China edge out Germany to win first velodrome gold

·3-min read

China clinched the first track cycling gold medal of the Tokyo Olympics in the women's team sprint on Monday and set a new world record as Germany took silver on a dramatic first day at the Izu Velodrome.

Australia's Alexander Porter also suffered a nasty crash during qualifying for the men's team pursuit after his handlebars snapped off, while Germany smashed a world record in the women's event to advance as favourites for gold on Tuesday.

It meant some consolation for the German team, who were edged out in the women's team sprint final by Chinese pair Bao Shanju and Zhong Tianshi.

Bao and Zhong had earlier broken China's own world record with a time of 31.804sec in the heats and they were too quick in the final, their 31.895 just ahead of Germany's 31.980. The Russian Olympic Committee beat the Netherlands to take bronze.

"The time is amazing," said Zhong. "Going into the final we thought 'Don't think too much, just do it. Don't think about the result'."

China retain their Olympic crown after winning gold in Rio and bronze in London.

Germany's Emma Hinze and Lea Sophie Friedrich pushed them close but fell short of the gold medal they won at the world championships last year.

"I feel very disappointed," said Hinze. "We wanted to win the gold but I am also super proud with the silver and that we won another medal. That's pretty awesome."

Hinze will be a contender for more medals in the women's individual sprint and keirin later in the week while Germany will be favourites in the women's team pursuit on Tuesday, after a superb opening showing.

Their quartet of Franziska Brausse, Lisa Brennauer, Lisa Klein and Mieke Kroeger smashed the world record, with their time of 4min 07.307sec almost three seconds faster than the previous mark set by Great Britain in 2016.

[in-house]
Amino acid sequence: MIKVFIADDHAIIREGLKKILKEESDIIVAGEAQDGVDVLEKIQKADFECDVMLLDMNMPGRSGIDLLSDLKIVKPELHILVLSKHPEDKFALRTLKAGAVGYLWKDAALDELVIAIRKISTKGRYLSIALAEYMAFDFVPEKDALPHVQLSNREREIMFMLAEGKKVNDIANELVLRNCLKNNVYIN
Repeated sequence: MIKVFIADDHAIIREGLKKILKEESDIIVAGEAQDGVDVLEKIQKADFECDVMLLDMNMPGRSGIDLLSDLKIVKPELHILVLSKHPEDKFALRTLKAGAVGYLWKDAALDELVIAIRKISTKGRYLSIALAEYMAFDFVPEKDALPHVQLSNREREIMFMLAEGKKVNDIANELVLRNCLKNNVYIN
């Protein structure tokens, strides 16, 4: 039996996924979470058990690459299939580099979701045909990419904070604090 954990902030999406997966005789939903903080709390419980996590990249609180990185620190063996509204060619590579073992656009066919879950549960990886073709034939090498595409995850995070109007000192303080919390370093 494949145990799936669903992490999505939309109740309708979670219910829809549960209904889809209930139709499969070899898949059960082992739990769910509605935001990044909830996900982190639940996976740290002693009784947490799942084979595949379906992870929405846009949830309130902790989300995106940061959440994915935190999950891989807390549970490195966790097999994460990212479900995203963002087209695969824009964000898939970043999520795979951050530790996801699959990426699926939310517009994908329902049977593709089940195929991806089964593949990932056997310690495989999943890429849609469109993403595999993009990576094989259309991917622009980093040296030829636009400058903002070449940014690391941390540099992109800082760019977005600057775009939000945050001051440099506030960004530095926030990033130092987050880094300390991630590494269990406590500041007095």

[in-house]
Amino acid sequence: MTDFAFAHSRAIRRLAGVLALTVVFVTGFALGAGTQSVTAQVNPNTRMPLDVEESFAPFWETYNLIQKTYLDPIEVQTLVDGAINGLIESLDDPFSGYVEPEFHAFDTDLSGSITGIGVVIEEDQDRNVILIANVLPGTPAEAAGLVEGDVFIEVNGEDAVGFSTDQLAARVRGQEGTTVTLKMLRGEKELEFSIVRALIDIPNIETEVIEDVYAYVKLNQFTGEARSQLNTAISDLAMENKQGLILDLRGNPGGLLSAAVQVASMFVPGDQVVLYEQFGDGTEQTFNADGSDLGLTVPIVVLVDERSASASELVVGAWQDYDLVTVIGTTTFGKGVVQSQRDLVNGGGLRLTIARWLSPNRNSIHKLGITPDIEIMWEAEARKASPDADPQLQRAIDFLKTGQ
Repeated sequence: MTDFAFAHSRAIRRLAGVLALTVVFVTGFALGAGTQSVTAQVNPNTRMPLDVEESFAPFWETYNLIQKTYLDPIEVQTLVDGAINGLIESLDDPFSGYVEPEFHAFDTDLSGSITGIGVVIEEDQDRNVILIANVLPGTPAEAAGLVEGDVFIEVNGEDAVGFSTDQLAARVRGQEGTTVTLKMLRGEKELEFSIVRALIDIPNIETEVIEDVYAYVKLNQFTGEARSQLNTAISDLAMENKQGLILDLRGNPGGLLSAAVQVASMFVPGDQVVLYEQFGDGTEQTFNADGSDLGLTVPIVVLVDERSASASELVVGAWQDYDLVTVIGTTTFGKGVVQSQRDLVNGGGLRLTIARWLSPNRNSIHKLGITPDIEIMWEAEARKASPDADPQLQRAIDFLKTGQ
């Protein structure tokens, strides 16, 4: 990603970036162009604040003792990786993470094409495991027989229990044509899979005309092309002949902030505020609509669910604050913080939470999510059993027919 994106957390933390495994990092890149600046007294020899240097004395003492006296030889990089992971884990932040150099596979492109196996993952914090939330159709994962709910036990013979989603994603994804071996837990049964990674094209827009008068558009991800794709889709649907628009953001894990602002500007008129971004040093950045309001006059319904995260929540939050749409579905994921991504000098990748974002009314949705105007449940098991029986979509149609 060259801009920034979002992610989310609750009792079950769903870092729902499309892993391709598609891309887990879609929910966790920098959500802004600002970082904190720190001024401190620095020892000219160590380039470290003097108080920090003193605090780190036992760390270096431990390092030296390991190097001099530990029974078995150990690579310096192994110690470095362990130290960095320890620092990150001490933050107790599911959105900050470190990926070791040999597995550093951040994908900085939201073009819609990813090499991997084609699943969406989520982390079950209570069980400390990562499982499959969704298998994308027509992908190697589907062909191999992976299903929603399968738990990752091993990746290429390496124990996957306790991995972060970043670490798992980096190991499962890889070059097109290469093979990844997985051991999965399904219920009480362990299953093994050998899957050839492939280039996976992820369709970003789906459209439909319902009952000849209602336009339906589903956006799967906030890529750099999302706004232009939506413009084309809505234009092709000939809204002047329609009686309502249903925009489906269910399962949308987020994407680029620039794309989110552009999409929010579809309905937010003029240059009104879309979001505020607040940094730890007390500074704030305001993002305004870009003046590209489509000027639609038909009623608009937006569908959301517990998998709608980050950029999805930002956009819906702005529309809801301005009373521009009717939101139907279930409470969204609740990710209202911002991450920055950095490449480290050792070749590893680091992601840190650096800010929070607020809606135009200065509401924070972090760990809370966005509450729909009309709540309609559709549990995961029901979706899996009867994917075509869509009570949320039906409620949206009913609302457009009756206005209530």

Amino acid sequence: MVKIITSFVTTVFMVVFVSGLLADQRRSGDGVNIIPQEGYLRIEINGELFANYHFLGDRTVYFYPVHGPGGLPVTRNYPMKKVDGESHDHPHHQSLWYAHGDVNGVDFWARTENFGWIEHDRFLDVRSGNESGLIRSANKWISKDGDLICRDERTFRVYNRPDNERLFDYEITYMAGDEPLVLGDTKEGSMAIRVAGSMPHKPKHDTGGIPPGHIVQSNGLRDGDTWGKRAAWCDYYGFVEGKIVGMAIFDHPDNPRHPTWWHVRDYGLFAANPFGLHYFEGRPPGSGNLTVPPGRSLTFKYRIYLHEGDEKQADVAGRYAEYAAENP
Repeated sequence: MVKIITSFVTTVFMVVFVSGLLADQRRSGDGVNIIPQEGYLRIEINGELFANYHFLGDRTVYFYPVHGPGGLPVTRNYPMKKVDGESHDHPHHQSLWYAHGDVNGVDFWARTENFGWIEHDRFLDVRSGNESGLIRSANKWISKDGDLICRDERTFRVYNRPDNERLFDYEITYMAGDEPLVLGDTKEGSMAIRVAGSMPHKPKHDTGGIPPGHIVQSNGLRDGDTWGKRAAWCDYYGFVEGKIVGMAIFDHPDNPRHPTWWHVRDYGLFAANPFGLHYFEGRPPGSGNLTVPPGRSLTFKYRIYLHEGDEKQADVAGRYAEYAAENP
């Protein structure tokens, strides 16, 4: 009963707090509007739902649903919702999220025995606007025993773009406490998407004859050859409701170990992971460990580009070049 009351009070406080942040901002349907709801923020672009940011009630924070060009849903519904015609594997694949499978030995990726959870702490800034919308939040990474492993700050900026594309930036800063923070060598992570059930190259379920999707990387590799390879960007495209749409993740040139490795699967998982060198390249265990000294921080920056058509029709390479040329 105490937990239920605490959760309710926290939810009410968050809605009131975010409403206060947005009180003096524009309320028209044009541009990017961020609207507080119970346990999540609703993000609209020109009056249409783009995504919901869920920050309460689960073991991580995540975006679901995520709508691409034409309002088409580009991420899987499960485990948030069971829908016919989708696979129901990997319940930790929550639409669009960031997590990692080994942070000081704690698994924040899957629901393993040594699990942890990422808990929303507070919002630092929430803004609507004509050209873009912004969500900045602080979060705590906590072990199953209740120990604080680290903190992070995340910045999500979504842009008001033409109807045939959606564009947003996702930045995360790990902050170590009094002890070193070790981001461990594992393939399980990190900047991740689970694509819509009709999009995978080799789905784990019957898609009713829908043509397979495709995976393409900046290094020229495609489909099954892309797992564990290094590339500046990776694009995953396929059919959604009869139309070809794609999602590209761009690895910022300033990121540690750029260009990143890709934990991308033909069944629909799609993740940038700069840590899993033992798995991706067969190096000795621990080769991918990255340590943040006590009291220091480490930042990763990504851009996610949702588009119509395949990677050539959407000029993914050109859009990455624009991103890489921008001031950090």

Britain, led by Laura Kenny, also beat their Rio record with a time of 4:09.022 but Germany are the frontrunners, for which their reward is a duel on Tuesday against Italy, who were fourth fastest with 4:11.666.

"We actually did think about getting that world-record time," said Kroeger. "We knew what we could do, we knew our times and we just did it."

Britain will face the United States (4:10.138), in third, with the two winners racing off for the gold medal.

"We're really, really happy," said Britain's Elinor Barker. "It's unfortunate that Germany were so much faster than the world record but I think we can be happy with that.

"They were about 1.6 seconds ahead of us and that feels very much in the realms of what is possible."

Australia placed seventh in the women's team pursuit and then fifth in the men's event, struggling to recover after Porter's handlebars gave way.

Porter was unexpectedly thrown out of the back of the quartet and skidded across the floor, leaving him with a bashed right arm and bruises on his face.

Australia and Porter were granted a restart but posted a disappointing time of 3:48.448.

Britain, New Zealand, Italy and Denmark will fight for gold, with world champions Denmark going through fastest, their 3:45.014 enough for a new Olympic record.

ta/jc

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